British artist Donald Greig produced a wide range of landscapes and seascapes soaked in a haze of idyllic peace. His work is reminiscent of the idyllic school of painters, who during the 19th century intertwined elements of social realism with idealism to create beautifully rendered works offering a glimpse at everyday life. Like Greig, they worked predominantly in watercolours.
Greig’s work presents the transcendental nature of both the countryside and human life. No one scene is the same, even as he often painted the scenery around him, first in Kent and then in Devon. Light drifts casually across the tops of trees, bathing leaves in acidic-sharp washes of green. Waves are caught at the moment of impact with solid rocks, bursting blooms of white foam which then descend to the darker swell of cobalt. People lazily perusing goods become undistinguished figures, caught in a moment of movement at the market.
Greig’s surroundings surely offered him an abundance of inspiration. Kingsbridge in Devon borders a lazily winding estuary that has since been deemed an area of outstanding natural beauty. Inspiration may also have come from a much younger age. Greig’s father, James Greig (1861-1941) had also painted landscapes. It seems likely he would have offered his son instruction and inspiration. There are certainly similarities in their works.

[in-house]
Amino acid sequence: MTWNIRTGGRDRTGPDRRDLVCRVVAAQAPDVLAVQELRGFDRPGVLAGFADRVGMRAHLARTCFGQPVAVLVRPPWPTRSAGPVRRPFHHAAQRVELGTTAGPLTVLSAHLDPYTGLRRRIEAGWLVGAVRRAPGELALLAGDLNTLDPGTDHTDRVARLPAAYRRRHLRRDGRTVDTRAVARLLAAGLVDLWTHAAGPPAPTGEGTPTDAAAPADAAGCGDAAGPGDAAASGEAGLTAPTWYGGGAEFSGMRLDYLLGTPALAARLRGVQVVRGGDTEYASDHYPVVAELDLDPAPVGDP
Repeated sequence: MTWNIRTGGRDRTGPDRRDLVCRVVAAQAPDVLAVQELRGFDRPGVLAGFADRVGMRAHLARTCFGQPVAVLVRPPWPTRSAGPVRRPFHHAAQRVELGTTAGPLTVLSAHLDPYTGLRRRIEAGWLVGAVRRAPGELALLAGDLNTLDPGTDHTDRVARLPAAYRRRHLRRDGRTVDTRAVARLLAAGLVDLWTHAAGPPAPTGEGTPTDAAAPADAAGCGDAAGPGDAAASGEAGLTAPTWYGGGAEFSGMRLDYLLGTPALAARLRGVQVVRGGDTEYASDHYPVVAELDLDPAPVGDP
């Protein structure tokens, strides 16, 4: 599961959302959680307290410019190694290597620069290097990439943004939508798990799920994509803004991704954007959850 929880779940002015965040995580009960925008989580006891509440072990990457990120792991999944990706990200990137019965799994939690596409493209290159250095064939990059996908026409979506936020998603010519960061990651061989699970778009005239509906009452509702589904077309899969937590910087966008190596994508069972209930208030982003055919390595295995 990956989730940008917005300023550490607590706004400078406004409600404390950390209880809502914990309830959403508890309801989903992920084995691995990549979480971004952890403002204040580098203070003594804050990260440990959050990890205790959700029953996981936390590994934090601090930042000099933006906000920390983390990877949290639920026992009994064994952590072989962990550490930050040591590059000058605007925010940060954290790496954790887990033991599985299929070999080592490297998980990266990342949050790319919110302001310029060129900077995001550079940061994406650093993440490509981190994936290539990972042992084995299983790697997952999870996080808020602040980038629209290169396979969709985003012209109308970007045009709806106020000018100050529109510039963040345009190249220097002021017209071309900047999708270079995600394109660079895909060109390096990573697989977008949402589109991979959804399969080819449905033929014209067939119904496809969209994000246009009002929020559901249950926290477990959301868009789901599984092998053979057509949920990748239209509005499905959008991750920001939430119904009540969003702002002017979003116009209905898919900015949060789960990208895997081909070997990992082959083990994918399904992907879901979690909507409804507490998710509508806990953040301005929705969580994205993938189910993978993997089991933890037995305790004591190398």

Greig’s artistic career, however, was interrupted by the dawn of the Second World War. He was obliged to put down his paintbrush to serve the army. The upheavals of war may have perhaps influenced him to explore the more idyllic nature present in his work. Perhaps Greig was searching for peace in his surroundings through which to draw his own sense of calm. Whatever the case, Greig’s evocations of nature were widely recognised. He was part of both Devon art societies as well as national institutions. He even found acclaim in the salons of Paris.
Today, his works can be found in the National Maritime Museum, as well as other institutions across the country.
Born in London.
Moved to Kingsbridge, Devon.
Awarded a gold medal at the Paris Salon.
Died in Kingsbridge, Devon.